In this case, a Spanish supermarket decided to install surveillance cameras after it uncovered theft at one of its stores. In the store there were visible surveillance cameras installed to detect theft by customers. There were also covert cameras to monitor suspected thefts by the employees, the supermarket cashiers.
Soon after installing the cameras, the footage that the supermarket recorded showed five supermarket cashiers stealing items from the supermarket. The cashiers were confronted about the theft and admitted to stealing the items. They were then subsequently dismissed.
As a result of their dismissal they brought unfair dismissal claims through the Spanish courts claiming that the use of the recordings in unfair dismissal proceedings had infringed their privacy rights, as they were not aware they were being recorded. However they were not successful. They then pursued claims at the European Court of Human Rights arguing that the use of the covert video evidence in the unfair dismissal proceedings had infringed both their privacy rights and their right to a fair hearing.
The European Court of Human Rights agreed with the employees - that the use of covert cameras constituted a violation of the employees' right to privacy. The Court when coming to this decision balanced the employees' rights to respect for their private life and the employer's interest in protecting its property rights. It found that whilst the employer was concerned about thefts and was entitled to investigate, the use of covert recording in this way breached Spanish data protection law. In particular, the employer's rights could have been safeguarded by other means, for example by informing the employees in advance of the installation of the hidden cameras and providing them with the information required by Spanish data protection law.
What does this mean for you or your business?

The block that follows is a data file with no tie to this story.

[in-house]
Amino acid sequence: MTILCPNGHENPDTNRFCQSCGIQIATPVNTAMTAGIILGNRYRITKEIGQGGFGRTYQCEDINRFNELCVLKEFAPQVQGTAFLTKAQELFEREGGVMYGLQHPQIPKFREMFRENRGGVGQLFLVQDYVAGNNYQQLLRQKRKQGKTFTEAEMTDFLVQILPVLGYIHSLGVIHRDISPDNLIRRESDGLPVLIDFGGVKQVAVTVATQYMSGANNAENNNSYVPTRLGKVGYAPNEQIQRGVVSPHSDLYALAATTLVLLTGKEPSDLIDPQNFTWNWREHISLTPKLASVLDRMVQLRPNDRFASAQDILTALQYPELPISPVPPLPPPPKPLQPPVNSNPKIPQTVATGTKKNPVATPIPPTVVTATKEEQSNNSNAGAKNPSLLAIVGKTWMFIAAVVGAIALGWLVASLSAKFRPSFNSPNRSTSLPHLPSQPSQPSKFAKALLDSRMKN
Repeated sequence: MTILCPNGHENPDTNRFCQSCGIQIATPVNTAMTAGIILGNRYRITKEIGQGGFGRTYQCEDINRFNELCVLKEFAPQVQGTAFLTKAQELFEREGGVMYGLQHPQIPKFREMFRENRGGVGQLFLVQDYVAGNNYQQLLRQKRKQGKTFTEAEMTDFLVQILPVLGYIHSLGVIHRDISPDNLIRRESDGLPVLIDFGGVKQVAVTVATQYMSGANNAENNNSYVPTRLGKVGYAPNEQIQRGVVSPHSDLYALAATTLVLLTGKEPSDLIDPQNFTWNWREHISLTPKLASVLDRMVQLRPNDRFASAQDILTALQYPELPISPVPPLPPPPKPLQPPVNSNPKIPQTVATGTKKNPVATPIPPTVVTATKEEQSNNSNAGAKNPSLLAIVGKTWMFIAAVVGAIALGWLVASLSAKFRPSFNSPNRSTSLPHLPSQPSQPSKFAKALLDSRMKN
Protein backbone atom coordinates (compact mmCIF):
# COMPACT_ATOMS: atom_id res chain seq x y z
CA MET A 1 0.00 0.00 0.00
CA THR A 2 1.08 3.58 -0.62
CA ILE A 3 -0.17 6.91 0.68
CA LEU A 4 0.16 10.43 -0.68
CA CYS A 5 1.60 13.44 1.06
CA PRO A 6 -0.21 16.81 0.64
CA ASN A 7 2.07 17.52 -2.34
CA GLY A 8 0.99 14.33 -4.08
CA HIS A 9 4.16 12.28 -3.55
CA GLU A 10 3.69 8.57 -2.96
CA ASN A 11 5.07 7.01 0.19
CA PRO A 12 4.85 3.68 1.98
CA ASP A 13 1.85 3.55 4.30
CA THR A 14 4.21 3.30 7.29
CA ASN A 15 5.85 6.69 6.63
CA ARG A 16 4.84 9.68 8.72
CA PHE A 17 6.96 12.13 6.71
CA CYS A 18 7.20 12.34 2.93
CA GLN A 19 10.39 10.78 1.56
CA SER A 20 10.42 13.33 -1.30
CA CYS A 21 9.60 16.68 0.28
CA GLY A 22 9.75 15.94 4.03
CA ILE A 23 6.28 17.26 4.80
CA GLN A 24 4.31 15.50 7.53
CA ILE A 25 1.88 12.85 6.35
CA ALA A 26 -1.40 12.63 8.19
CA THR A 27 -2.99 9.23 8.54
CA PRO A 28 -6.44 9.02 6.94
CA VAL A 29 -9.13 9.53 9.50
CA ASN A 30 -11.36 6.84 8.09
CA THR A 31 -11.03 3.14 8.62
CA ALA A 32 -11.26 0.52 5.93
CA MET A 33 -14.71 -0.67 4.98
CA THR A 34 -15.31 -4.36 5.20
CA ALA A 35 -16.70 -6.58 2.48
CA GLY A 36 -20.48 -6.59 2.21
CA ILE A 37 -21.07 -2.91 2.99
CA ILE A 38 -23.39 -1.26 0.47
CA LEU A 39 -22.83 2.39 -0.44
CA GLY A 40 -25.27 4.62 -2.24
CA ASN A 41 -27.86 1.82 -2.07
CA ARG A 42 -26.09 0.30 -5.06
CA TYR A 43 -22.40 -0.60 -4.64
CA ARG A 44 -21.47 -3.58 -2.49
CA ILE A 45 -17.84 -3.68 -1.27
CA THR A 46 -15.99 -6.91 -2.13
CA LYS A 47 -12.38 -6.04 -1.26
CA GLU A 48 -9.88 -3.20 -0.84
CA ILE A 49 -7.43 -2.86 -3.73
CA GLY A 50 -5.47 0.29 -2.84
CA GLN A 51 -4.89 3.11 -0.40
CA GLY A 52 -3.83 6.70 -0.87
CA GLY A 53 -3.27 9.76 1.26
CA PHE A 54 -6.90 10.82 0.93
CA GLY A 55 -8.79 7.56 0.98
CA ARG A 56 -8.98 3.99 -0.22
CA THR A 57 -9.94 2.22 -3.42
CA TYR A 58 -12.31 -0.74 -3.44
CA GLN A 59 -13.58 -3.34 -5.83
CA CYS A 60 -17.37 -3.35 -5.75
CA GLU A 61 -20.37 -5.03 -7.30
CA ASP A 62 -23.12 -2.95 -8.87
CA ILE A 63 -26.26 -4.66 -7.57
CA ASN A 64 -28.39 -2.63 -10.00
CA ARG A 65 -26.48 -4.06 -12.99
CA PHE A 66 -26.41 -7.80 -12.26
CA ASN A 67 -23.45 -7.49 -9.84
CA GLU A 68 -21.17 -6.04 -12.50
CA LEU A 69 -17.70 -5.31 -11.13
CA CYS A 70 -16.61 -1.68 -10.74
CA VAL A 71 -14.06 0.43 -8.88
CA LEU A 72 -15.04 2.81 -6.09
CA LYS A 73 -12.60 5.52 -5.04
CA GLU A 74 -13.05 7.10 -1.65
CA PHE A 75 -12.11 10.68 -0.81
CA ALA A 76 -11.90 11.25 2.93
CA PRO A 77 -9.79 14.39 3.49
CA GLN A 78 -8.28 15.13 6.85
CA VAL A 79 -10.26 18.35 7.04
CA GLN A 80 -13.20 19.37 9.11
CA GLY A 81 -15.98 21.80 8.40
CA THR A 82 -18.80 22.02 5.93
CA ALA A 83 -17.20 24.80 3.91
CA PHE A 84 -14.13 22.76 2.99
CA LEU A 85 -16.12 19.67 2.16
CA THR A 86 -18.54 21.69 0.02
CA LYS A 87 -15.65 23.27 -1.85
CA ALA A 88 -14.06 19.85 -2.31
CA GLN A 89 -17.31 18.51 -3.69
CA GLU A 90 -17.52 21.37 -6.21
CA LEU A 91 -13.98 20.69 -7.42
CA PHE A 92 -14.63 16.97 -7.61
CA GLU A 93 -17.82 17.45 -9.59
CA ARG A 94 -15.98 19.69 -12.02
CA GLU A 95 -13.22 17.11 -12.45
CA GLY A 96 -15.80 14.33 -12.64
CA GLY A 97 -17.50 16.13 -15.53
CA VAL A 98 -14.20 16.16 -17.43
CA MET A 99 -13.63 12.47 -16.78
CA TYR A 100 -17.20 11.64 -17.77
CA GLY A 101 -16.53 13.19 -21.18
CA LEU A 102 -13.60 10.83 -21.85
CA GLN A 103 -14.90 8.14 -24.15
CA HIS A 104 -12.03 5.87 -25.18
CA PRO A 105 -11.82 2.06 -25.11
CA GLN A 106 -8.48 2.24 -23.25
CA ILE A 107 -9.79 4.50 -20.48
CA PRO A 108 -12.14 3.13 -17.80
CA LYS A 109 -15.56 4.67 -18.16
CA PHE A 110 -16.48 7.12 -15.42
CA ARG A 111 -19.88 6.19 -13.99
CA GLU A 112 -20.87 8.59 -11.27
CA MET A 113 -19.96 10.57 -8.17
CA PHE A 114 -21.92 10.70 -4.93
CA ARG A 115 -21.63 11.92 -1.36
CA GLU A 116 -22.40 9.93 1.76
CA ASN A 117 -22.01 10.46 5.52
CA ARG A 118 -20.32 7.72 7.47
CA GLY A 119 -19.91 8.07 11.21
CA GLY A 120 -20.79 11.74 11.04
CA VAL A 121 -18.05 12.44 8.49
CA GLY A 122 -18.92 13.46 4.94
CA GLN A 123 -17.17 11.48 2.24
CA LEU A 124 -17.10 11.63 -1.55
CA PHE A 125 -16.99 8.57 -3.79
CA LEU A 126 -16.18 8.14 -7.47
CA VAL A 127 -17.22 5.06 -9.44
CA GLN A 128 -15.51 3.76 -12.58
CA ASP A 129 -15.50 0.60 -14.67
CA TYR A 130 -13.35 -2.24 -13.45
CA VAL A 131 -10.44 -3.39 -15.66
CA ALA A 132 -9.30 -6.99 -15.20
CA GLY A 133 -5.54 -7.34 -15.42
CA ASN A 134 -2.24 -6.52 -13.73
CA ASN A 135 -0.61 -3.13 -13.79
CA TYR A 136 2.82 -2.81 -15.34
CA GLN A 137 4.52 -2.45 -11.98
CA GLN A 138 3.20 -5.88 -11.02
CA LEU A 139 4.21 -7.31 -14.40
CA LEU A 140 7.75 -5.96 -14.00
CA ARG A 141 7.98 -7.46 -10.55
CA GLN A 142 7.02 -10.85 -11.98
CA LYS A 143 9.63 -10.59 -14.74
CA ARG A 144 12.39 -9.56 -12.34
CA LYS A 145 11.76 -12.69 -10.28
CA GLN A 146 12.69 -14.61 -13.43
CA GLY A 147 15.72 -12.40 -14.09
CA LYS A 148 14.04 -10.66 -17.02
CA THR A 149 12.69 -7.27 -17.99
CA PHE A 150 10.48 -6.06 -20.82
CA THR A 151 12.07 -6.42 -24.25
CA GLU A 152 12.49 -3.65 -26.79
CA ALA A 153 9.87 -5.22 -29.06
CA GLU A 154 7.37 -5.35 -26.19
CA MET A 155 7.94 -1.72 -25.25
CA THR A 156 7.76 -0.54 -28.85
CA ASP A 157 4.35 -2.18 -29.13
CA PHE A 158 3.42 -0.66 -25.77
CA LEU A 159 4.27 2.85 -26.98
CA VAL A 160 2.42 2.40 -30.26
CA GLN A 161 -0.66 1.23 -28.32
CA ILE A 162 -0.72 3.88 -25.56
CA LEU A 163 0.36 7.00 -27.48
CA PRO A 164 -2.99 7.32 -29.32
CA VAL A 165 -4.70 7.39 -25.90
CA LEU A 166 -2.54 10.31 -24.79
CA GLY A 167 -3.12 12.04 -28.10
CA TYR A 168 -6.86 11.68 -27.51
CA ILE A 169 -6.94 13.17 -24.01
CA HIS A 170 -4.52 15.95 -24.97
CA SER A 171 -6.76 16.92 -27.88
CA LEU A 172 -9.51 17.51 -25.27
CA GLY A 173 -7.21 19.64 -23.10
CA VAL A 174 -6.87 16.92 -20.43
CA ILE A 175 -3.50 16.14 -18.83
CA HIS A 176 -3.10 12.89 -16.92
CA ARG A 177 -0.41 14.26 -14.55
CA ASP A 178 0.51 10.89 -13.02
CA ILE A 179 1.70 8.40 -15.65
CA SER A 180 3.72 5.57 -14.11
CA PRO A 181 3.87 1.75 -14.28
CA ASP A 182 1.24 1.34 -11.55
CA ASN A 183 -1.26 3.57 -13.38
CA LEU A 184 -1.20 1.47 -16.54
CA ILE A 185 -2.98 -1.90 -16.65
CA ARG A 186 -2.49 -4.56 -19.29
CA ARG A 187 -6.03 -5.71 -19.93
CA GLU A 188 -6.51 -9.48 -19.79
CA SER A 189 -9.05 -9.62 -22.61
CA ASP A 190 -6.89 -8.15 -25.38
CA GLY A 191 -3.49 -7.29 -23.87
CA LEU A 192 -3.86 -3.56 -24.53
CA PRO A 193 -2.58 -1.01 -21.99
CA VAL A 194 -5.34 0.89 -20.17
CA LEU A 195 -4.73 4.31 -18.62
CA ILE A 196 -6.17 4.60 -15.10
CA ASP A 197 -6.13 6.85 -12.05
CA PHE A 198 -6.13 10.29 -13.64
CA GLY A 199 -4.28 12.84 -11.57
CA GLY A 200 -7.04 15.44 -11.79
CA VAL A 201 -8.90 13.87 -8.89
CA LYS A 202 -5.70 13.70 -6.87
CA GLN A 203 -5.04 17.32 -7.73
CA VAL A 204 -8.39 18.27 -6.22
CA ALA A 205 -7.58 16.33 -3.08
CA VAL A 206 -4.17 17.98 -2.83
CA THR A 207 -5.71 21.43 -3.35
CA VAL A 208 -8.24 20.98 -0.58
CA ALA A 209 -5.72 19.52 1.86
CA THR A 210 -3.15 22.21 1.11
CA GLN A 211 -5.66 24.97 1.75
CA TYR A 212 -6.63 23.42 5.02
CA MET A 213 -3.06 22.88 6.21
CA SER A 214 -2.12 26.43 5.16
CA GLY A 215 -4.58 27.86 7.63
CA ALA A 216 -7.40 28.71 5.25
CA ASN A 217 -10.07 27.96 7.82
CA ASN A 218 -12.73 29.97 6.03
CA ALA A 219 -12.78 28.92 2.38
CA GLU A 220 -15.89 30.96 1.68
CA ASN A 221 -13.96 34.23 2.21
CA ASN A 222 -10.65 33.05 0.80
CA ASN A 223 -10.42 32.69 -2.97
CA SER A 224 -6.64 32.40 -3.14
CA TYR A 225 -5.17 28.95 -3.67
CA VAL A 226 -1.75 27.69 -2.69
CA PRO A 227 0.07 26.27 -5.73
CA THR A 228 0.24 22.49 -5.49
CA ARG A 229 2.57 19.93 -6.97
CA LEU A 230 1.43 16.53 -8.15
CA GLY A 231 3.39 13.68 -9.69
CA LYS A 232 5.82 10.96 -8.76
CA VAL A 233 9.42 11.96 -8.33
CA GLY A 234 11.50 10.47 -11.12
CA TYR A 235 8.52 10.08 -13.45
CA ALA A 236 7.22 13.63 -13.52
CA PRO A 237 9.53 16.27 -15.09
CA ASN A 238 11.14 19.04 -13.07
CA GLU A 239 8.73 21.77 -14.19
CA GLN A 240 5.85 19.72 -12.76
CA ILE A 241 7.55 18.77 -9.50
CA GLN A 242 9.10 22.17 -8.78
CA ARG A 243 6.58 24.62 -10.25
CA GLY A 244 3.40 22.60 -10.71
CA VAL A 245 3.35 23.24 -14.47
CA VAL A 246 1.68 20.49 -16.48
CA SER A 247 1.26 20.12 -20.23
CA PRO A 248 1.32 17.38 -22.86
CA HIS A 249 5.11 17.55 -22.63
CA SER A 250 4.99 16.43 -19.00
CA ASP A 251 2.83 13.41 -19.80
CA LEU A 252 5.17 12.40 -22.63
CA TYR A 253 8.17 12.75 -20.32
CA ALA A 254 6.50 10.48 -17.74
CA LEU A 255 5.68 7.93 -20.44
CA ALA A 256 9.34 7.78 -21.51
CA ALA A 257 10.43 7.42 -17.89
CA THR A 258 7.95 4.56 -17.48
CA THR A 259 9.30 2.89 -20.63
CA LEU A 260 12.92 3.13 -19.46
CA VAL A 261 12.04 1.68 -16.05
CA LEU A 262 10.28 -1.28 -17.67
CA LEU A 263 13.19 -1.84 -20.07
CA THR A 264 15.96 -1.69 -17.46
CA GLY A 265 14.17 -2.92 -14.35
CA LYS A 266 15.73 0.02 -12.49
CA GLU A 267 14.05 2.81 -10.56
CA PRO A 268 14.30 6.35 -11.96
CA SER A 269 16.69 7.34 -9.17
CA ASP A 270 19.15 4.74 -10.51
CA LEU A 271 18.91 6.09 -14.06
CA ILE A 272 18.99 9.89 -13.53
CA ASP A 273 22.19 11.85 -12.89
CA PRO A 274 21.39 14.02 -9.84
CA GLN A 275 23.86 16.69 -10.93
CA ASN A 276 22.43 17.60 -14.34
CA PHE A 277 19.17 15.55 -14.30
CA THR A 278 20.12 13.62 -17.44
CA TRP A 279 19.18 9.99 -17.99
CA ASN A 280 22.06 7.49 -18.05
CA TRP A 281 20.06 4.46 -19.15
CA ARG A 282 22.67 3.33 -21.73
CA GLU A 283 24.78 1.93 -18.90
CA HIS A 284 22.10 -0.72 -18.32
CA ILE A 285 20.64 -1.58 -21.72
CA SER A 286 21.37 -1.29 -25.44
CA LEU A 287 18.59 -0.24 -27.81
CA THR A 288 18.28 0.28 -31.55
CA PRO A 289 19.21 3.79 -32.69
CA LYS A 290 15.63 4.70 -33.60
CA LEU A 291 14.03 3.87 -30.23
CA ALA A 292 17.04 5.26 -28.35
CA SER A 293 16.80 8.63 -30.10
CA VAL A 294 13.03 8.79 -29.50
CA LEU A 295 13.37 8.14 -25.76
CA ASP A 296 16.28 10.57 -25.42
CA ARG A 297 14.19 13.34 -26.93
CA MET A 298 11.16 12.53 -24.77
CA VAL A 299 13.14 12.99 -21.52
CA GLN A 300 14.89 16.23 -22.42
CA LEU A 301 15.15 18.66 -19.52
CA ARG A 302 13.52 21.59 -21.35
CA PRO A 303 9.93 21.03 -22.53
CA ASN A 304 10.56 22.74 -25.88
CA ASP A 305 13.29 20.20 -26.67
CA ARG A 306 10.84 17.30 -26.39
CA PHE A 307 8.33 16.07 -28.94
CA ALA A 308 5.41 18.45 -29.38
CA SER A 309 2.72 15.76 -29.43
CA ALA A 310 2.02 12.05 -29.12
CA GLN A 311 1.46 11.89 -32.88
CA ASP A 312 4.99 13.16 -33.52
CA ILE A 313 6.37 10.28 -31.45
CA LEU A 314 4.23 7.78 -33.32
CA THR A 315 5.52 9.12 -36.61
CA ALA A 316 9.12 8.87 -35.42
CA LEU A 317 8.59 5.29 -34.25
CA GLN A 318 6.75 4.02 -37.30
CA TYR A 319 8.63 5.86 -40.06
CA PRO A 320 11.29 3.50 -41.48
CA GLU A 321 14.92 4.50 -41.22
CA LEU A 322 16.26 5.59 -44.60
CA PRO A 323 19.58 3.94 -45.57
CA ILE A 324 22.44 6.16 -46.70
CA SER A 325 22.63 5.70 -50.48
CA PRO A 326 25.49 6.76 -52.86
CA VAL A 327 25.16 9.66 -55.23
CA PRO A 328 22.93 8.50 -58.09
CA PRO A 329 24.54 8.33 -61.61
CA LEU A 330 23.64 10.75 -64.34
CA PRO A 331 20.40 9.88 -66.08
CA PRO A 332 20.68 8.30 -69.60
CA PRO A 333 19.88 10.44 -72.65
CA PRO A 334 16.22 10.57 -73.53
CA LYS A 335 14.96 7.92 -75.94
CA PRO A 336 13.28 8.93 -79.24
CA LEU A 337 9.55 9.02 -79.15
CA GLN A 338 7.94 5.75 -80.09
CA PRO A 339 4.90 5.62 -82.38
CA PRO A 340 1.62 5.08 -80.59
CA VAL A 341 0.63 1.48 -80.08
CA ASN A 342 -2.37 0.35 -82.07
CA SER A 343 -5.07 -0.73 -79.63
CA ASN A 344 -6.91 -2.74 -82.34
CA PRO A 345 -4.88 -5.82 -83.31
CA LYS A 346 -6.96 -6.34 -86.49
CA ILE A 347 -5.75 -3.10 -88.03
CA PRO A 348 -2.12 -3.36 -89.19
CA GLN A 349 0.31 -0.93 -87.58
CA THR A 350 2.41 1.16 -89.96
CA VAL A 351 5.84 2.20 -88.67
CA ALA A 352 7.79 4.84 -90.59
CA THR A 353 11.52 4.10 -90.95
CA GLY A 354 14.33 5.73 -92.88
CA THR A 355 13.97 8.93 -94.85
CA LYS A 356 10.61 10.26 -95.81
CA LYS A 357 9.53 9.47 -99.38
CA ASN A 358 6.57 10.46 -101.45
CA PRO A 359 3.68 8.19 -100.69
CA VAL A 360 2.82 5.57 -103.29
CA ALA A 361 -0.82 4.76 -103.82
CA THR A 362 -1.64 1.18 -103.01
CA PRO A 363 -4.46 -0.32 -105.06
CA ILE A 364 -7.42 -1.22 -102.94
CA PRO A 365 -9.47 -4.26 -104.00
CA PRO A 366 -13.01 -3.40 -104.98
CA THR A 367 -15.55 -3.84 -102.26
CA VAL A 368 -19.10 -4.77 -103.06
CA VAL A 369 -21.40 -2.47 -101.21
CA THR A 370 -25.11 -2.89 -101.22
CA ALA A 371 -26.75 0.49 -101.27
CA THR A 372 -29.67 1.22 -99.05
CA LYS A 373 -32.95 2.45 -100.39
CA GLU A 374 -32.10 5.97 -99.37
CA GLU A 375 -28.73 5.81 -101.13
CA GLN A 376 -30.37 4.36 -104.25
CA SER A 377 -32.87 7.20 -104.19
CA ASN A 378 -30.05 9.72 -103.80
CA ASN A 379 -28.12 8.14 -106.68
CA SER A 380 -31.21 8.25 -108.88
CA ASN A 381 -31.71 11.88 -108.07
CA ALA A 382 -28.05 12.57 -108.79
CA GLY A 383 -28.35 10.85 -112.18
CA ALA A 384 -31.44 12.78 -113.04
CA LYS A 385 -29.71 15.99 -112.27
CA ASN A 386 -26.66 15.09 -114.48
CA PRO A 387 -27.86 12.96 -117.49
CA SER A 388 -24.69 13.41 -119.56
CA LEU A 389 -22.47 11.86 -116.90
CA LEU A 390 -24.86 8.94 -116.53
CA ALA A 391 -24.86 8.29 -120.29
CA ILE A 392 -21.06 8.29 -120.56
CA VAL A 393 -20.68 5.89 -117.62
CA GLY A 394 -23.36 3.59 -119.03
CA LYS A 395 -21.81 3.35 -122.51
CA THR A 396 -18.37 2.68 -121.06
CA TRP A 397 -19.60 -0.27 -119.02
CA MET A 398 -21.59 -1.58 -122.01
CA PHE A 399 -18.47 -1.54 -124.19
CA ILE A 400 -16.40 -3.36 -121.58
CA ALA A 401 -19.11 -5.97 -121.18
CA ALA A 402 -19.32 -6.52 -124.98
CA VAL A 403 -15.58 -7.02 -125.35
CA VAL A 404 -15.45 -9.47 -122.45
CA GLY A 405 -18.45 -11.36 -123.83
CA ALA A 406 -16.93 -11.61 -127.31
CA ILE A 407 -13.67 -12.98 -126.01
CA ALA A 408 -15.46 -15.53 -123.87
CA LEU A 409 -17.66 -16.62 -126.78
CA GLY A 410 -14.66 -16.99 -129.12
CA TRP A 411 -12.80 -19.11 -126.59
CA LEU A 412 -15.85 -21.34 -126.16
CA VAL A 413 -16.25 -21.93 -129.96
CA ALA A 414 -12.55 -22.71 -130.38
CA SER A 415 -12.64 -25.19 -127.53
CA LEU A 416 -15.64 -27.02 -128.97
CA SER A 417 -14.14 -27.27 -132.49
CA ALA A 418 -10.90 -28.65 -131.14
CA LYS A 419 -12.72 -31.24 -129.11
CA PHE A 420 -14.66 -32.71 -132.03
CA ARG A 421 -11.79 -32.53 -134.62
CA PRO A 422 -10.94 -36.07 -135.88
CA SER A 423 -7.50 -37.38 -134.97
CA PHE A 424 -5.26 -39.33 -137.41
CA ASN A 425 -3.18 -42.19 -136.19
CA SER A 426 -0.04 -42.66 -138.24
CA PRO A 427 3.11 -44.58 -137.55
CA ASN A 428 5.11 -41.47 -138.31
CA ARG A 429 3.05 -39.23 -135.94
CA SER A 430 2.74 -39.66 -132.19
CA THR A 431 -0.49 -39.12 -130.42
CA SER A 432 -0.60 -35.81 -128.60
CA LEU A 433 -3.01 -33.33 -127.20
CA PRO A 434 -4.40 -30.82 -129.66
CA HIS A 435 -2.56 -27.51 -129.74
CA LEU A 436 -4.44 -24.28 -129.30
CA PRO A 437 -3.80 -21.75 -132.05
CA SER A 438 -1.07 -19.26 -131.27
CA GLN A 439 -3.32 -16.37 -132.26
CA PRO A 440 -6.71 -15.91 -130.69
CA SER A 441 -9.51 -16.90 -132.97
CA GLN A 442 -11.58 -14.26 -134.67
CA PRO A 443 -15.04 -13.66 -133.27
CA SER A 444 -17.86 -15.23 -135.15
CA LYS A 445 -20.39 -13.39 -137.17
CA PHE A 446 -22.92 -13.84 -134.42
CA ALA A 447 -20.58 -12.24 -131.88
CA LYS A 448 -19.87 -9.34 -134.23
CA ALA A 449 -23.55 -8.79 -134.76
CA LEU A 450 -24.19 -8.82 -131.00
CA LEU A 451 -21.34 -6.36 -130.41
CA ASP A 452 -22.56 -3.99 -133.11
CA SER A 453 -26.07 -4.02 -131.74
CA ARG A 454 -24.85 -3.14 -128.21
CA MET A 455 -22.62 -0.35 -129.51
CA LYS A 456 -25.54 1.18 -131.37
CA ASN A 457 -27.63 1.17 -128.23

Whilst this is a Spanish case it is useful guidance for U.K. cases as it serves as a reminder that it will be rare for covert monitoring of employees to be justified and it should only be carried out in exceptional circumstances. If covert monitoring is undertaken it should be done for the shortest possible period and affect as few individuals as possible for example in this case by targeting those cashiers under suspicion only. This is in line with the Information Commissioners Office (ICO) guidance which can be found at HERE.
In summary, the ICO guidance states that "covert monitoring should not normally be considered. It will be rare for covert monitoring of workers to be justified.”
What do you need to be doing now?
Employers who use video surveillance/CCTV monitoring (or any other device such as a tracking device) should ensure that they have a policy that deals with what monitoring takes place, the reasons why it is being used and what will happen to the recordings once made. In light of the forthcoming requirements of the General Data Protection Regulation (GDPR) employers should be reviewing their privacy policies and conducting a data protection audit to ensure they are GDPR compliant.
These notes have been prepared for the purpose of articles only. They should not be regarded as a substitute for taking legal advice.